New Taipei City residents aged 65 or younger who contract COVID-19, but are asymptomatic or have only mild symptoms can now quarantine at home, the New Taipei City Government said yesterday, as it adopted a new Central Epidemic Command Center (CECC) protocol on a trial basis.
The announcement came as the center yesterday reported 439 new domestic cases, the second-highest daily increase this year.
Given the “shockingly high” transmission rate of the Omicron variant of SARS-CoV-2, and that most of those infected only have mild or no symptoms, the city is asking people who meet certain conditions to quarantine at home, New Taipei City Mayor Hou You-yi (侯友宜) told a news conference.
CECC data showed that 99.6 percent of those infected so far this year had mild or no symptoms.
To prevent the city’s medical system from being overburdened, with the number of cases is expected to rise sharply, people aged 65 or younger, who are not pregnant and not undergoing kidney dialysis, should isolate at home, Hou said.
Seven hospitals in the city — Far Eastern Memorial Hospital, Mackay Memorial Hospital’s Tamsui (淡水) branch, Tzu Chi Hospital, Shuangho Hospital, New Taipei City Municipal Hospital, Tucheng Hospital and Fu Jen Catholic University Hospital — are to provide remote services to those in home quarantine, he said.
“Moving forward, our medical team will conduct telephone interviews with confirmed cases to determine whether to send them to hospital or centralized quarantine, or to advise them to self-isolate at home,” New Taipei City Department of Health Director Chen Jun-chiu (陳潤秋) said.
People quarantining at home for 10 days are required to install the iCare smartphone app, which connects to health-monitoring devices through Bluetooth and sends data to city hospitals, she said.
People in home quarantine must also fill out a health questionnaire three times per day and videoconference with medical staff on their mobile devices, she said, adding that if a person’s health appears to be deteriorating, they would be admitted to a hospital.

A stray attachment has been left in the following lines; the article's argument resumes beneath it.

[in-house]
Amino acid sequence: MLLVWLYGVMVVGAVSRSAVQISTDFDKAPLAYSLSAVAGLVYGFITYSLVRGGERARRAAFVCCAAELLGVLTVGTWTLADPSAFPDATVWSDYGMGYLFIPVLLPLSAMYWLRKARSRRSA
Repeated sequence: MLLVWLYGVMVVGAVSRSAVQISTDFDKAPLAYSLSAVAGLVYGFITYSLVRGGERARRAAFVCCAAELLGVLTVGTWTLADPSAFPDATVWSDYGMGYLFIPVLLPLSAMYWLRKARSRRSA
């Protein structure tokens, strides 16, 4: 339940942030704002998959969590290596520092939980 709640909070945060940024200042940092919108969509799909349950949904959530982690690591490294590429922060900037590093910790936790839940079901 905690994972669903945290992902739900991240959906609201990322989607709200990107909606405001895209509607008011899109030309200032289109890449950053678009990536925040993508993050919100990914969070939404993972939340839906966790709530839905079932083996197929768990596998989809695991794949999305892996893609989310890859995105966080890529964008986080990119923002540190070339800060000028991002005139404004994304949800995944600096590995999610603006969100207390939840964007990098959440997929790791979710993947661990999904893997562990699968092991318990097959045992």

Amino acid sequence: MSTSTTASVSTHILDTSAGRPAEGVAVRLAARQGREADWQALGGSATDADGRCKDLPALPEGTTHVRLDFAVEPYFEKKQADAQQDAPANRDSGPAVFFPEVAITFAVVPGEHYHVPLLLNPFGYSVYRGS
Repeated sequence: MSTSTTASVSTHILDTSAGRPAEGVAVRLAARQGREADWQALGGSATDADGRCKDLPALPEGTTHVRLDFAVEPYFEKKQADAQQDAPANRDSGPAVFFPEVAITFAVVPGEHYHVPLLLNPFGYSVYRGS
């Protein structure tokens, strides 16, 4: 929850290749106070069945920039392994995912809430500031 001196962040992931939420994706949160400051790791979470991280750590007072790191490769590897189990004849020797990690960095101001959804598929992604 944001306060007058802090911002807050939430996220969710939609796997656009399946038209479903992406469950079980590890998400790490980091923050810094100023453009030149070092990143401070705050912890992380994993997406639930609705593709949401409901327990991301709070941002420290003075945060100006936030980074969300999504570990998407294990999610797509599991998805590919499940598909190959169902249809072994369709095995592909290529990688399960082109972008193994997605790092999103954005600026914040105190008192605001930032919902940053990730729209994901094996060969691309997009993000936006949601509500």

The city is also working with the New Taipei City Pharmacists’ Association to remotely prescribe medications, which would be delivered within 24 hours, she said.
Separately, Taiwan has signed a second contract with US drugmaker Pfizer to procure 350,000 courses of its COVID-19 treatment Paxlovid, which are to arrive by the end of June, Minister of Health and Welfare Chen Shih-chung (陳時中) said yesterday, after the government pledged to gradually reopen the nation’s borders.
The second contract also stipulates that Taiwan has the option to buy another 350,000 courses if necessary, said Chen, who heads the CECC.
The remaining courses of Paxlovid, which Taiwan purchased in its first contract, are to be delivered in batches in the coming two weeks, he said.
Taiwan signed a deal with Pfizer in January for 20,000 courses of Paxlovid, of which 4,800 courses have arrived.
A total of 136 courses have been used so far, Chen said.
The CECC has previously said that Paxlovid can be prescribed to treat mild-to-moderate cases of COVID-19 within five days of the onset of symptoms for adults and children aged 12 and older with a minimum weight of 40kg, if they are assessed to be at high risk of developing a severe illness.
Additional reporting by CNA and Reuters
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